Despite the fact that the EU member states have been on lockdown for the past few months, it seems that the UK government still has an ambitious plan that the Brexit transition period will end on 31 December of this year (“Transition Period”) as it has been originally set.
As the discussion on the future relationship of the UK and Europe continues during the lockdown, of course, not as efficiently as it could be done in good times, the payment service providers and other financial institutions established in the UK need solutions on how to continue their business in the continent once the Transition Period is over.
One of the options is to continue the business in Europe under the “equivalence regime” which is foggy at the moment. Equivalence decisions can bring benefits in terms of improving cross-border business conditions. EU’s proposal on the “equivalence regime” in the area of financial services is scheduled to be assessed by stakeholders by end-June 2020. The third country (the status of the UK after the Transition Period) that wants its regulations to be recognised as equivalent to the EU regulations will have to demonstrate that its rules and supervision result in outcomes equivalent to those set out in the corresponding EU framework.
As it is unlikely that the equivalence will substitute the rights granted by the EU passporting system for financial institutions and, further, it is not clear when this regime will come into force, the financial institutions have started actively establishing subsidiaries in the selected EU member state(s) and applying for licences to provide particular financial services once the date of the Transition Period has been set out.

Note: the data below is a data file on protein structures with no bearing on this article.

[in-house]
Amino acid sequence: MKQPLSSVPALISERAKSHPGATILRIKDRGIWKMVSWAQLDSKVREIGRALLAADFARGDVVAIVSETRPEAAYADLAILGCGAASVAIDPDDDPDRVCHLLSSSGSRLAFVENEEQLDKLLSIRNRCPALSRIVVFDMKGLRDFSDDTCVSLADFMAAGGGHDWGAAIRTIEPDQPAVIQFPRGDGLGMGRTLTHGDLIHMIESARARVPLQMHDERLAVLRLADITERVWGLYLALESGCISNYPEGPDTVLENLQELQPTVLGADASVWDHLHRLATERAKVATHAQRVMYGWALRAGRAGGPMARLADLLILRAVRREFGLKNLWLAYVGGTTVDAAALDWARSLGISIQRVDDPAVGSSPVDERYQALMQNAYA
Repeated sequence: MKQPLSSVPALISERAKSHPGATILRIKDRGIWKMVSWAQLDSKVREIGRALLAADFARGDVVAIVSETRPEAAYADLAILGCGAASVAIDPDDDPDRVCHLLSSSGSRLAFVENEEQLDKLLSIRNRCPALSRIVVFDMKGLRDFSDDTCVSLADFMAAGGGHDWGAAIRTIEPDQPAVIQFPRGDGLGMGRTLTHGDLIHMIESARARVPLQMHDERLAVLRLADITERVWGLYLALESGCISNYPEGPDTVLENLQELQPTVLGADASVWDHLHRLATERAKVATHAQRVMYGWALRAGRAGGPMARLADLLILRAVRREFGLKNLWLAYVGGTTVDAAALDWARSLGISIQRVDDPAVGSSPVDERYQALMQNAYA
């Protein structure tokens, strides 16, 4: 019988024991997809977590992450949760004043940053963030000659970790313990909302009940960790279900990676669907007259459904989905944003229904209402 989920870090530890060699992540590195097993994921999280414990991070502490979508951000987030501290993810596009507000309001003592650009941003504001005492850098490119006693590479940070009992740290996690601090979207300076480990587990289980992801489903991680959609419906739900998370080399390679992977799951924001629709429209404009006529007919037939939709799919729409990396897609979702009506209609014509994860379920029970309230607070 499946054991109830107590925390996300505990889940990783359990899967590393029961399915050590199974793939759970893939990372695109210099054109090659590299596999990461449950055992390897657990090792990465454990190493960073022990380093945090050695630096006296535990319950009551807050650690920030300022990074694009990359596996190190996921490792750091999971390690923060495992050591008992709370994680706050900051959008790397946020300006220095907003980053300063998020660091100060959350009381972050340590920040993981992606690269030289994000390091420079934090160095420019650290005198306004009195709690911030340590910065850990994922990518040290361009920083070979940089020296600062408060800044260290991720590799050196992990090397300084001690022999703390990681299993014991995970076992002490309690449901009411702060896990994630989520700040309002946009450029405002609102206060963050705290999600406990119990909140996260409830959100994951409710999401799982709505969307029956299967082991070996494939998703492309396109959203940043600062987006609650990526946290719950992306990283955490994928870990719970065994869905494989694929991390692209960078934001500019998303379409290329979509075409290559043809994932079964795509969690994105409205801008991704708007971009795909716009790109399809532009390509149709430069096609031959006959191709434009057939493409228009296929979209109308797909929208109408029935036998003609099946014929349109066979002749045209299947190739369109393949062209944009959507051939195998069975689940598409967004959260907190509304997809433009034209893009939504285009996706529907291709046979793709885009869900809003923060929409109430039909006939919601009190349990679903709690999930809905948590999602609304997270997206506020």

Lithuania is the one of the leading jurisdictions where UK-based fintech businesses are currently willing to relocate. Within the past few years Lithuania has built a fintech-friendly ecosystem: (i) the government has adopted a package of regulations to foster fintech businesses; (ii) private stakeholders have invested in launching hubs for fintech companies (ROCKIT, Vilnius Techpark); (iii) the supervisory institution, the Bank of Lithuania, has taken actions to make the licensing process as smooth and fast as possible; the payment institution or e-money institution licences are issued within 3 months. Further, Fintech has an opportunity to test their products and services in the sandbox. Lastly, access to the payment infrastructure is offered to the payment services providers.
Key information on the requirements to obtain an e-money institution or payment institution licence in Lithuania can be found here.